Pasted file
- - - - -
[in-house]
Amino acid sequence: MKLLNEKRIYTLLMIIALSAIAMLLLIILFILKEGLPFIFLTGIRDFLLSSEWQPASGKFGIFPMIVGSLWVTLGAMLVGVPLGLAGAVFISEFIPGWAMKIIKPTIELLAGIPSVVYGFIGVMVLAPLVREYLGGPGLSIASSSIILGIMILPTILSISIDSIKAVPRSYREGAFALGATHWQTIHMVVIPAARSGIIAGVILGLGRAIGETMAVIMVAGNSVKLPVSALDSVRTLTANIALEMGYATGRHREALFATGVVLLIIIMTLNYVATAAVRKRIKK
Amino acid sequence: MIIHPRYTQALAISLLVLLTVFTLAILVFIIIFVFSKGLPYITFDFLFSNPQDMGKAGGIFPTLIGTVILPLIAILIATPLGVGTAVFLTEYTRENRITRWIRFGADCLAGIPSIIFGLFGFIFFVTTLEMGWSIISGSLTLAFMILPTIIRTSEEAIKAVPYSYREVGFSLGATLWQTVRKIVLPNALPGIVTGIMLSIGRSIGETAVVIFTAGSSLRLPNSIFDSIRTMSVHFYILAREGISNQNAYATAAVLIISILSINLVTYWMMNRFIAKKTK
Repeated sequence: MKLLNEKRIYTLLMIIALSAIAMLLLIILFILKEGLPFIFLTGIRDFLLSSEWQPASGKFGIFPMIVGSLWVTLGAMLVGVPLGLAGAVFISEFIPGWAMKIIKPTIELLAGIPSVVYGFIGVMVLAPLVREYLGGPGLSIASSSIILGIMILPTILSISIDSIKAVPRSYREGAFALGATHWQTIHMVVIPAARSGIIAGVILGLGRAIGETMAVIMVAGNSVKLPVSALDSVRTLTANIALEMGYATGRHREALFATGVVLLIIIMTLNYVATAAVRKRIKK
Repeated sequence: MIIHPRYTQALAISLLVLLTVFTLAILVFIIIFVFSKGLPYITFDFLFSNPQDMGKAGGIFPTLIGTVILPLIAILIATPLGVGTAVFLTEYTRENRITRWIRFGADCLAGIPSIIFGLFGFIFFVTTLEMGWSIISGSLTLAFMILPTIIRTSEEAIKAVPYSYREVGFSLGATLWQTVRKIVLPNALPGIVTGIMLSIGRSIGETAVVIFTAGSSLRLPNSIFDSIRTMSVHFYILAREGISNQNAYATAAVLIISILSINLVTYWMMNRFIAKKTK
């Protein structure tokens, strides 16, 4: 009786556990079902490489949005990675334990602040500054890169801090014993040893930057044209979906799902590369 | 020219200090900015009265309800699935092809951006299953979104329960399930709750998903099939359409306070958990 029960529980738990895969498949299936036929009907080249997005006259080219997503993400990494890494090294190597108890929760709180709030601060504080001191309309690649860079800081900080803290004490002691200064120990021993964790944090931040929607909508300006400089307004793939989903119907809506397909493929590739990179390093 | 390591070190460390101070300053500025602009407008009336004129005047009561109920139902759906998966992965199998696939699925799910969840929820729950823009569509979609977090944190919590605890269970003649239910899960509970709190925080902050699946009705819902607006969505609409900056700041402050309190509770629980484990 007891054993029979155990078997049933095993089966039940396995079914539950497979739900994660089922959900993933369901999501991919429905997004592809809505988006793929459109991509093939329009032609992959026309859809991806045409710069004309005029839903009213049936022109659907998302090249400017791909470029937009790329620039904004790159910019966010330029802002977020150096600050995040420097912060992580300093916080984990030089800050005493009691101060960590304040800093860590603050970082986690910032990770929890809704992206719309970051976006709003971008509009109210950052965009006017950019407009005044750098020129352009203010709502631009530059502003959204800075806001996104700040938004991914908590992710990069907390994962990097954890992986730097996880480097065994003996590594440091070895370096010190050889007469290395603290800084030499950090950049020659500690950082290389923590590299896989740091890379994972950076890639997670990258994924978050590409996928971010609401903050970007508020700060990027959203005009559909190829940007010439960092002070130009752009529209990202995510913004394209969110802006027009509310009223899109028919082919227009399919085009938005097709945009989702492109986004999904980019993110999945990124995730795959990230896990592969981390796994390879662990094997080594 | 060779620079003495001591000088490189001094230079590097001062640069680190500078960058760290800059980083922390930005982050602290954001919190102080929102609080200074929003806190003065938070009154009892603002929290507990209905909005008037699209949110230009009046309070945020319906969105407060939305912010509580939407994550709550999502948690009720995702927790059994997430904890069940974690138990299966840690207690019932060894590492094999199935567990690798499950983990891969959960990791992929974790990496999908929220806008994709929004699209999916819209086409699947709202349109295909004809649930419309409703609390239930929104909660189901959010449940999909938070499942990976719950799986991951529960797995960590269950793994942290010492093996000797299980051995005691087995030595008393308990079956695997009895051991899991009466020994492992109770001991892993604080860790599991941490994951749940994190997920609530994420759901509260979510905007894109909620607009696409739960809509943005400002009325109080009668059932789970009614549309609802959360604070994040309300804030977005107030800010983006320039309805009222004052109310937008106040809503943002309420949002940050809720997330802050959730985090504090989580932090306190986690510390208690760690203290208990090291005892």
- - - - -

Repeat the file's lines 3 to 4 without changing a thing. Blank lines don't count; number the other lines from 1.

Amino acid sequence: MIIHPRYTQALAISLLVLLTVFTLAILVFIIIFVFSKGLPYITFDFLFSNPQDMGKAGGIFPTLIGTVILPLIAILIATPLGVGTAVFLTEYTRENRITRWIRFGADCLAGIPSIIFGLFGFIFFVTTLEMGWSIISGSLTLAFMILPTIIRTSEEAIKAVPYSYREVGFSLGATLWQTVRKIVLPNALPGIVTGIMLSIGRSIGETAVVIFTAGSSLRLPNSIFDSIRTMSVHFYILAREGISNQNAYATAAVLIISILSINLVTYWMMNRFIAKKTK
Repeated sequence: MKLLNEKRIYTLLMIIALSAIAMLLLIILFILKEGLPFIFLTGIRDFLLSSEWQPASGKFGIFPMIVGSLWVTLGAMLVGVPLGLAGAVFISEFIPGWAMKIIKPTIELLAGIPSVVYGFIGVMVLAPLVREYLGGPGLSIASSSIILGIMILPTILSISIDSIKAVPRSYREGAFALGATHWQTIHMVVIPAARSGIIAGVILGLGRAIGETMAVIMVAGNSVKLPVSALDSVRTLTANIALEMGYATGRHREALFATGVVLLIIIMTLNYVATAAVRKRIKK